A reader asked me how he should do an inspection of a lot produced in isolation. In theory, he should work with the Limiting Quality Level (LQ), not the AQL, which is designed for inspections of a continuous stream of production.
I shot a video to contrast the 2 approaches, explain when each makes sense, and show how each works.
Using the AQL vs. the LQ (Limiting Quality Level) for product inspections
Here is a video explanation of these 2 concepts:
I hope it’s clear now. Choosing ISO 2859-1 vs. ISO 2859-2 comes with MASSIVE implications for the supplier. A not-very-good-quality batch is much more likely to get rejected if the LQ (under ISO 2859-2) is used.
Typical inspection plans with sampling and acceptance rules based on the concept of AQL
Most inspections of product batches are done based on the AQL. (Outside of certain industries, like automotive, which consider it a very lax approach and prefer to focus on process controls and acceptance on zero sampling plans.)
Inspections based on AQL are supposed to be used when a succession of batches coming out of the same unchanged process are inspected, for example on arrival.
ISO 28590:2017, which explains what acceptance sampling plan makes sense for what situation, puts it this way:
ISO 2859-1 is an acceptance sampling system indexed by the acceptance quality limit (AQL). It is widely used for various purposes, but it was originally designed for the inspection of a continuing series of lots where switching rules are employed.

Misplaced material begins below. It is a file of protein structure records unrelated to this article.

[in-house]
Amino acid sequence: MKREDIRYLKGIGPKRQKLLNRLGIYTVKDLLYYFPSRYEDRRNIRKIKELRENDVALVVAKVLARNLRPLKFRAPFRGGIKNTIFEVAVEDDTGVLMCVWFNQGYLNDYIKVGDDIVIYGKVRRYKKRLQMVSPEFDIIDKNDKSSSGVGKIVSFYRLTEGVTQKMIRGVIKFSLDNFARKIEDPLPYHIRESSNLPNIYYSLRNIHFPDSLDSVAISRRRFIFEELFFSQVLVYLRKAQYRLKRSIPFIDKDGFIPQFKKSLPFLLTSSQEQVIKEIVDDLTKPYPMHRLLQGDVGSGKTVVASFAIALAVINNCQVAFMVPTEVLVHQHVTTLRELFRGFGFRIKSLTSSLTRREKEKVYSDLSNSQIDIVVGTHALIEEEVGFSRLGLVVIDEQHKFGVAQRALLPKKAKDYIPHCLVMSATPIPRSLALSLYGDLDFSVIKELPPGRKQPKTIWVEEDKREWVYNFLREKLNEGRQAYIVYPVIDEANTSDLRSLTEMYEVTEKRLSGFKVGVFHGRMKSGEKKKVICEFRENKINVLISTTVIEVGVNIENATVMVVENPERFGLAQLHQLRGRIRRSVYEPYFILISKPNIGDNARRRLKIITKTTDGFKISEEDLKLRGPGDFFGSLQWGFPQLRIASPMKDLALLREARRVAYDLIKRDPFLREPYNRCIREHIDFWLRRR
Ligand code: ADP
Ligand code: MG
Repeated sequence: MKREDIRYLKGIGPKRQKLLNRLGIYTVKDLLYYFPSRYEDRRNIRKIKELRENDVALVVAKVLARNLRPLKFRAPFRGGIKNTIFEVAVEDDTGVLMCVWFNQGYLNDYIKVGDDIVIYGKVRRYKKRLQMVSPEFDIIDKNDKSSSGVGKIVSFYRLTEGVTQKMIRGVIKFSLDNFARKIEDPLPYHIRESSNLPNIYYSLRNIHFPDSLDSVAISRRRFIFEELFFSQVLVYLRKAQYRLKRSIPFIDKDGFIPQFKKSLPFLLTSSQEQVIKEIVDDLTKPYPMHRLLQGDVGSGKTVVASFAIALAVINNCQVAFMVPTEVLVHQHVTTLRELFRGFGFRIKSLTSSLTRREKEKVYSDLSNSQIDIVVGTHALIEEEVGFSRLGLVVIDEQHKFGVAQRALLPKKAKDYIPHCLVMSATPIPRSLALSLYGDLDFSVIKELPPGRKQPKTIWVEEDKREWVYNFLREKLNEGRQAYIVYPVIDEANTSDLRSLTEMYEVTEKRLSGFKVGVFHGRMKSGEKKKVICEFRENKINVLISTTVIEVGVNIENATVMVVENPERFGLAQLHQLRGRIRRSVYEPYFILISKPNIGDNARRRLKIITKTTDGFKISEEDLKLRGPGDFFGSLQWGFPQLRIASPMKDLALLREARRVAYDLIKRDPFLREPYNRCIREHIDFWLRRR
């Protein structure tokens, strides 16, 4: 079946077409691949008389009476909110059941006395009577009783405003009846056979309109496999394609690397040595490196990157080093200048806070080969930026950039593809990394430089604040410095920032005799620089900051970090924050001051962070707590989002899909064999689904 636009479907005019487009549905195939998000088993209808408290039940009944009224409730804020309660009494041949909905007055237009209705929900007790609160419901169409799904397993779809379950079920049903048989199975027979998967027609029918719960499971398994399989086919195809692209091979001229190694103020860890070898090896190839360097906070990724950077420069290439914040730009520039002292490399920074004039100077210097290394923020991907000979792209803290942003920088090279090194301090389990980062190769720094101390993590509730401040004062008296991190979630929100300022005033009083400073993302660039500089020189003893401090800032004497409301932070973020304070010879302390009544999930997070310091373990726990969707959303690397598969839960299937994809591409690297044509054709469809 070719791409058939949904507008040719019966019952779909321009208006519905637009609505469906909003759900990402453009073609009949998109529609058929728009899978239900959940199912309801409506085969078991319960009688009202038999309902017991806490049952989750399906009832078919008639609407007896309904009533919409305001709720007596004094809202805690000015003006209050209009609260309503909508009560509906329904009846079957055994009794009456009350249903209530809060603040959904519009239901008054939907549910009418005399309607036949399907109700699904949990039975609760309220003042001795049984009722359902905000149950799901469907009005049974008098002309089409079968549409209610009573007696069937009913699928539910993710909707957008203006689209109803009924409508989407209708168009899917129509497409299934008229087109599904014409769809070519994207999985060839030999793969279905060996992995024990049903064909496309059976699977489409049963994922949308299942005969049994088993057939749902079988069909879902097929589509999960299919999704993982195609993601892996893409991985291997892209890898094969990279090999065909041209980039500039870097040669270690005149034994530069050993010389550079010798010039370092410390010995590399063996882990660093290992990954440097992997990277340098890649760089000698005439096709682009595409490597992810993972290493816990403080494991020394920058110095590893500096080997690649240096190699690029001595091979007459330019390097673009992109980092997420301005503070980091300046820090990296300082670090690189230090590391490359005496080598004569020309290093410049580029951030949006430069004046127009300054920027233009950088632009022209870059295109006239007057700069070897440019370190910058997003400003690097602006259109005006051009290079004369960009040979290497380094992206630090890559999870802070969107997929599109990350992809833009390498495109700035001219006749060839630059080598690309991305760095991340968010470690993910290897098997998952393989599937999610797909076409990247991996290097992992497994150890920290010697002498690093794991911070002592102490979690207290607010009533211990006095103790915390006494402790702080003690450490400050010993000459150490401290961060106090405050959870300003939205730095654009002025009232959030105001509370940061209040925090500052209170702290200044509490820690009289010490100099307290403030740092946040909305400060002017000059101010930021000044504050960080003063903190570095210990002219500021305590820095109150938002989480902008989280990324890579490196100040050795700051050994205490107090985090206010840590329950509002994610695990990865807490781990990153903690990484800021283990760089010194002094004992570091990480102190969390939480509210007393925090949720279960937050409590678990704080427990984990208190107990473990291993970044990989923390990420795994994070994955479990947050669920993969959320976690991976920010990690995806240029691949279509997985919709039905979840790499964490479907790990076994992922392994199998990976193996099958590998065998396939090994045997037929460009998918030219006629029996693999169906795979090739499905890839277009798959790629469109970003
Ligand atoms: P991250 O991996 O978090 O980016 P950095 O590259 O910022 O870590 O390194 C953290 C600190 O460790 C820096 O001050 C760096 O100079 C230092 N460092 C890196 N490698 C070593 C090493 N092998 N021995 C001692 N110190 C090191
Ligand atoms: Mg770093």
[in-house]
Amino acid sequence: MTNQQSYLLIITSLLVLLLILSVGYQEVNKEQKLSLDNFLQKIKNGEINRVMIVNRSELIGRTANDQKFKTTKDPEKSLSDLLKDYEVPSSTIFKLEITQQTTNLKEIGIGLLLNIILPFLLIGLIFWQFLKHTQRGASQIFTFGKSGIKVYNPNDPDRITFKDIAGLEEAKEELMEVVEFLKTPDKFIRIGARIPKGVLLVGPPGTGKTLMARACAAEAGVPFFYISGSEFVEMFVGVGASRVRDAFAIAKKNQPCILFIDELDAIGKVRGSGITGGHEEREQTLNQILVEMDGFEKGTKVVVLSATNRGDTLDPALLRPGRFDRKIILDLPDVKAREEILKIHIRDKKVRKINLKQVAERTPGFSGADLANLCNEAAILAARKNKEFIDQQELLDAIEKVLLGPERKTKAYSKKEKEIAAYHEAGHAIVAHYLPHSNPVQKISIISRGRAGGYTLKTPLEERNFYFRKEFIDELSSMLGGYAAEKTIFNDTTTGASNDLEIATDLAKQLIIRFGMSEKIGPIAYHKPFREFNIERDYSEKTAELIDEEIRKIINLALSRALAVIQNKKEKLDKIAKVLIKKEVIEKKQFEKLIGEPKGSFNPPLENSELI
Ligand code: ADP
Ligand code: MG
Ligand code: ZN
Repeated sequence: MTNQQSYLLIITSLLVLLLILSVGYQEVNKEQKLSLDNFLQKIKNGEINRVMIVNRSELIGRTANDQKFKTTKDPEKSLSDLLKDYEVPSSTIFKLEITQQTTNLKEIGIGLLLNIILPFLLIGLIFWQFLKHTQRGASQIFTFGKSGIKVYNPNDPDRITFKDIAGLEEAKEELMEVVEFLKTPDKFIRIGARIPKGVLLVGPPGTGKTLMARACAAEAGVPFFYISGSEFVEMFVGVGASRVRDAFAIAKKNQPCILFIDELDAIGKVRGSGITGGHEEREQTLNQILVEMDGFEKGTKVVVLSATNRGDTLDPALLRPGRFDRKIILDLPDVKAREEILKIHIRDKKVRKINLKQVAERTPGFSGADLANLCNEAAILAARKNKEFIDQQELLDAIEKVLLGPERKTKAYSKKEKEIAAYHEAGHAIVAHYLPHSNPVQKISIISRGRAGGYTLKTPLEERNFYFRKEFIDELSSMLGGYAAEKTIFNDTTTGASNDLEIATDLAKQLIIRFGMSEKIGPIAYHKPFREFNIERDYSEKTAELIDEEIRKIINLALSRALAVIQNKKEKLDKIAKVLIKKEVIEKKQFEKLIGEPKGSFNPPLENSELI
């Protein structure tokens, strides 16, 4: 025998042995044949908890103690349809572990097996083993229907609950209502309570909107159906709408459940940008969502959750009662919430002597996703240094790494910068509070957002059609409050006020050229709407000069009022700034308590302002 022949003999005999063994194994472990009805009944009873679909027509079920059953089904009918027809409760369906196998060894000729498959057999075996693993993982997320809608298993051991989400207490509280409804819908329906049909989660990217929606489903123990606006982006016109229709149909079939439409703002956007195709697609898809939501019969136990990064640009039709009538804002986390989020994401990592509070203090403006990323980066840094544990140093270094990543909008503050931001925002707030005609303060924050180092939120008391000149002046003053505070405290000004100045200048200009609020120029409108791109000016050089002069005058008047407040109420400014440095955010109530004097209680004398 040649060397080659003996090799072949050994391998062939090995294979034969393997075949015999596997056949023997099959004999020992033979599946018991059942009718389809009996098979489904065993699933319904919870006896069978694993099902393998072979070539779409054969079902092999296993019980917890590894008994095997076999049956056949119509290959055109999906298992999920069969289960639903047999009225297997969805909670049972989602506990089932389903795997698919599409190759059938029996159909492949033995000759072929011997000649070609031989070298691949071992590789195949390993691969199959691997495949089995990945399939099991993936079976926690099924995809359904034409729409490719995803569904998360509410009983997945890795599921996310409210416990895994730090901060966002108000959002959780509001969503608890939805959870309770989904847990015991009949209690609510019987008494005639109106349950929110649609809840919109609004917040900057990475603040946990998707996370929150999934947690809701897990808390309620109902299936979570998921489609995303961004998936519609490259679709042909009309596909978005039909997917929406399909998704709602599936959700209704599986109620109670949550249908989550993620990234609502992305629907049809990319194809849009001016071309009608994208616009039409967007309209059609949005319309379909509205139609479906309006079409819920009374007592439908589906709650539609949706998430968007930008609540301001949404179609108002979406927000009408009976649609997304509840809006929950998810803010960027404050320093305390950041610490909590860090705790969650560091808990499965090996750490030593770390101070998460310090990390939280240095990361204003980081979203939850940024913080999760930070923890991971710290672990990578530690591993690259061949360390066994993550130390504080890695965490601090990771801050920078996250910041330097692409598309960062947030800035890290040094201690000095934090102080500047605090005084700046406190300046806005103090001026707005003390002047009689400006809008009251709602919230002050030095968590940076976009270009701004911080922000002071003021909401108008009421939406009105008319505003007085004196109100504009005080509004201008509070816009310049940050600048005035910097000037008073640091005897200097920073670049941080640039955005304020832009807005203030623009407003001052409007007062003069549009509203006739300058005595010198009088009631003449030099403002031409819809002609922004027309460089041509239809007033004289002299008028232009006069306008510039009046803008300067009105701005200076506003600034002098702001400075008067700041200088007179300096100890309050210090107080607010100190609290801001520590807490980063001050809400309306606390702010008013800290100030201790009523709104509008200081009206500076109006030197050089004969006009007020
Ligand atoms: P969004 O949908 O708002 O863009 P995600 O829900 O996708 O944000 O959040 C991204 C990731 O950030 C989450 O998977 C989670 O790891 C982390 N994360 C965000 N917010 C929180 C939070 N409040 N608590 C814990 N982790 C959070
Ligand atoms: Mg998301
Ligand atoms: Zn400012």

Another type of inspection plan, based on the concept of LQ
The same ISO 28590:2017 standard explains:
there are situations where the switching rules of ISO 2859-1 are not applicable, such as when lots are isolated. ISO 2859-2 is designed for such situations.
OK, so what is replacing the AQL in that case?
LQ stands for limiting quality. It is the quality level, for a lot in isolation, which, for the purpose of sampling inspection, is limited to a low probability of acceptance.
The tables and all the information needed to use this type of sampling plan are in the ISO 2859-2:2020 standard.
Can the AQL really NOT be used for inspections of isolated batches?
Yes, it can. The standard says it’s OK, but the parties need to be aware that it is likely to lead to a bad batch being accepted.
The AQL is a fairly well-known concept, while few people have heard of the Limiting Quality level. It is often difficult to explain to suppliers that an entirely new, and mostly unheard of, tool is going to be used to decide if their products can be accepted… That’s why most buyers stick with the AQL, often to their detriment.
Do you have any questions about LQ vs AQL? How about product inspections in general? If something is bugging you, let me know by commenting or contacting me. I’ll be happy to help!
P.S. Read these resources next…
- The Different Types Of Sampling Plans For QC Inspections
- Limits of QC inspections based on AQL & random sampling
- How The AQL Inspection Levels In ISO 2859-1 Affect Sampling Size
- AQL Calculator
- How To Choose Which Product Quality inspection You Need?
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